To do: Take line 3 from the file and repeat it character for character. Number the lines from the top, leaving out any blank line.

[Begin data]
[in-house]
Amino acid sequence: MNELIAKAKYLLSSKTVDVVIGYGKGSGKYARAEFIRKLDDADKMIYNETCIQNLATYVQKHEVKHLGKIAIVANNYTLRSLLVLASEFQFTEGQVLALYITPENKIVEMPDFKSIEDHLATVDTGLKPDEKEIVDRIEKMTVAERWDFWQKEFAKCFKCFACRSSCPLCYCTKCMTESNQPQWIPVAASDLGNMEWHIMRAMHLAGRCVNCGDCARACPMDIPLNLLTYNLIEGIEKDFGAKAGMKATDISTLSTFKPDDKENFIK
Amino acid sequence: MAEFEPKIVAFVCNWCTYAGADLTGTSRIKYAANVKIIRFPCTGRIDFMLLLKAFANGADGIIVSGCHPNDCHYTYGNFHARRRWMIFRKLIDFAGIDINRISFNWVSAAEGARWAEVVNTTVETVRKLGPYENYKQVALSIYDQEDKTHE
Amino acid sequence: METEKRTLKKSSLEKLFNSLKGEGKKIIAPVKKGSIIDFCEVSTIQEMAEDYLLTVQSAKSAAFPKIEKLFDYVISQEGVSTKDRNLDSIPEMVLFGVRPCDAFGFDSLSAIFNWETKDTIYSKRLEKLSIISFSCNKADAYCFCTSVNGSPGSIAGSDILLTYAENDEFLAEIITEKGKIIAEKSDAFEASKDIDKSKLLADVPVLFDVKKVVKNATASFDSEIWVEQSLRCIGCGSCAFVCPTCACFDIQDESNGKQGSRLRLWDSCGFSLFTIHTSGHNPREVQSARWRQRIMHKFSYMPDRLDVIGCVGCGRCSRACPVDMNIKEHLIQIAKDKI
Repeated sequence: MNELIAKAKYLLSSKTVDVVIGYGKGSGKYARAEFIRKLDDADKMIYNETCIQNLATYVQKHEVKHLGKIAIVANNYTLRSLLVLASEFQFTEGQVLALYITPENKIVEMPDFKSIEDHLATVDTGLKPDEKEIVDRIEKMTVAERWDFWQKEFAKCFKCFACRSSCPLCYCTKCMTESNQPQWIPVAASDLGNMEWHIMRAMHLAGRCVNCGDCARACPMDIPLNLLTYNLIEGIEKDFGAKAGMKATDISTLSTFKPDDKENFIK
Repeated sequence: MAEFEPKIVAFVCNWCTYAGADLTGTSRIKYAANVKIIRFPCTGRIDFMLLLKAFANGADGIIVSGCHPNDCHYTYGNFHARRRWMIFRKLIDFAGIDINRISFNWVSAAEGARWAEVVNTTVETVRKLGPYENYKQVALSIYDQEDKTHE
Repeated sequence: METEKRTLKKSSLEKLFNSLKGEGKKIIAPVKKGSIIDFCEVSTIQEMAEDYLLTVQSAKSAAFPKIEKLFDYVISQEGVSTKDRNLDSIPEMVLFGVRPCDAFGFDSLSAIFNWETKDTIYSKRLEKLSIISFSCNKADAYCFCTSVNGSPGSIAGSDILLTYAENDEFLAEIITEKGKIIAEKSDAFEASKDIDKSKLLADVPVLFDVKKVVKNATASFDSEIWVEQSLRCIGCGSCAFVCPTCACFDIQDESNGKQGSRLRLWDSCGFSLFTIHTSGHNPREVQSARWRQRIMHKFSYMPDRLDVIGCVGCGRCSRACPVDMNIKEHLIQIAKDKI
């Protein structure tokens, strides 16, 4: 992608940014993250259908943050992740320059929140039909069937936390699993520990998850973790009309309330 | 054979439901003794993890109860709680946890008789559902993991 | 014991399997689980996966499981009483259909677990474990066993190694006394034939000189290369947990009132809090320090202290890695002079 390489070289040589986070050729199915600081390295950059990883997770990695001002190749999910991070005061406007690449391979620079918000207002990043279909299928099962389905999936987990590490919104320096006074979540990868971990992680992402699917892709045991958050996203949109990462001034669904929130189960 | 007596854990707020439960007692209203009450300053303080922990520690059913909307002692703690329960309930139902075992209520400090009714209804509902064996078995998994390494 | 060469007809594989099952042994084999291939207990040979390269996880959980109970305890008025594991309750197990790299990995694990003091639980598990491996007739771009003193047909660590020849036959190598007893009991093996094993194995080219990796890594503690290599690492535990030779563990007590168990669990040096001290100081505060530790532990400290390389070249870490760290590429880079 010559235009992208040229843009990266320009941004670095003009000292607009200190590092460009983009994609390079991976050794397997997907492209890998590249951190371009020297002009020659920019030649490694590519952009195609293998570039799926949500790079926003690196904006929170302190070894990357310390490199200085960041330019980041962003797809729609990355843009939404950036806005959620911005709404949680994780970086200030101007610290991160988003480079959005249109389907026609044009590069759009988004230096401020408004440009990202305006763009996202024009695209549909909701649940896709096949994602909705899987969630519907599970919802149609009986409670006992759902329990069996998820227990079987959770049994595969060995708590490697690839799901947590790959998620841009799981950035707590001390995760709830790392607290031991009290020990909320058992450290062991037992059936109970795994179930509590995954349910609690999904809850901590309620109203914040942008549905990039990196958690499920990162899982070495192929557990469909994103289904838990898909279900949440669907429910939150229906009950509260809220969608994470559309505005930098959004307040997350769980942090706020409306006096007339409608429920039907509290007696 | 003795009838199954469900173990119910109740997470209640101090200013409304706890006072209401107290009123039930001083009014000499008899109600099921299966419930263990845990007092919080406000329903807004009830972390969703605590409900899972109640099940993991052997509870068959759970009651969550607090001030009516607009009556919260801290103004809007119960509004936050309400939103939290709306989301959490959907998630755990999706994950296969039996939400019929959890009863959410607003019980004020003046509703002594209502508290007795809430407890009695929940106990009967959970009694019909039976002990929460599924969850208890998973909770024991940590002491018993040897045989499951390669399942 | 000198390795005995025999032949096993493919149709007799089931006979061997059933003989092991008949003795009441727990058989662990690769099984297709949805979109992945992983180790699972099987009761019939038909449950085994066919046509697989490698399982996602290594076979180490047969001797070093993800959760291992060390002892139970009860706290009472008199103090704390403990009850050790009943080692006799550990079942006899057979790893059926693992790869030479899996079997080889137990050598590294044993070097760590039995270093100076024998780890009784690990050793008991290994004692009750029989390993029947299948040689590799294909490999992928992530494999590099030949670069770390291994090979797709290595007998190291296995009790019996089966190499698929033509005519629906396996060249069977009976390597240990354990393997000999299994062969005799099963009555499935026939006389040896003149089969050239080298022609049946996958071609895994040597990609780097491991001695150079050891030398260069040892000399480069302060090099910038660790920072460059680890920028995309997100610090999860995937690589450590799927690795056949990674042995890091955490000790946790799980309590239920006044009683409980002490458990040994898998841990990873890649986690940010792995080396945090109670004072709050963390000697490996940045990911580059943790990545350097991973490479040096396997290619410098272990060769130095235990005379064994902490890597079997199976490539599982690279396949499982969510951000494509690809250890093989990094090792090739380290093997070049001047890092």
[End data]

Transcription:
Amino acid sequence: MAEFEPKIVAFVCNWCTYAGADLTGTSRIKYAANVKIIRFPCTGRIDFMLLLKAFANGADGIIVSGCHPNDCHYTYGNFHARRRWMIFRKLIDFAGIDINRISFNWVSAAEGARWAEVVNTTVETVRKLGPYENYKQVALSIYDQEDKTHE